Cuomo executive order adds weight of law to mortgage relief efforts


Gov. Andrew Cuomo on Saturday evening released Executive Order 202.9, which codifies with the force of law some of the mortgage relief measures previously announced and put out by the state Department of Financial Services through guidance. The provisions went into effect Saturday night through April 20, 2020.

“It is important to note that the governor’s executive order addressing mortgage relief are enforceable only against state-chartered credit unions,” explained William J. Mellin, president/CEO of the New York State Credit Union Association. “However, the fact is, the vast majority of consumer members don’t understand that. This, of course, will lead to many calls and many questions. Only you, your board, and your financial position, can decide on how to respond.”

The executive order codifies subdivision two of section 39 of the Banking Law, providing that it “be deemed an unsafe and unsound business practice” if, in response to the COVID-19 pandemic, any state-chartered financial institution fails to grant a forbearance for 90 days to any person or business who has a financial hardship as a result of the COVID-19 pandemic.

The executive order, which applies to both individuals and businesses, also directs the New York Department of Financial Services to ensure that consumers facing financial hardship because of COVID-19 are given the opportunity to forbear mortgage payments under “reasonable and prudent” circumstances.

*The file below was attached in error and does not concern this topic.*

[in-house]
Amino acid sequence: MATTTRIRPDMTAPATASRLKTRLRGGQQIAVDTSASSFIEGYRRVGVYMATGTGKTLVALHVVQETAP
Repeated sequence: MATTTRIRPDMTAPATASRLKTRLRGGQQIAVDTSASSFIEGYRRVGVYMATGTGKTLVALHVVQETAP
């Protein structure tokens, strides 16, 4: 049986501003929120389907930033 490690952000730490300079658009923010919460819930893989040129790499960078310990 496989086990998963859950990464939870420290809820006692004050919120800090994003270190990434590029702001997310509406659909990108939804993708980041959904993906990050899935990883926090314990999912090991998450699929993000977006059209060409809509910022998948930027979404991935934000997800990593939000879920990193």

The DFS will also promulgate emergency regulations to require the forbearance application be made widely available for consumers, and require the application to be granted in all reasonable and prudent circumstances solely for the period of the emergency.

Regarding fee waivers, the DFS is empowered to promulgate emergency regulations to direct that, solely for the period of the emergency, ATM fees, overdraft fees and credit card late fees may be restricted or modified in accordance with the regulation of licensed or regulated entities, taking into account the financial impact on the state’s consumers, safety and soundness, and applicable federal requirements.

To view the executive order, click here.


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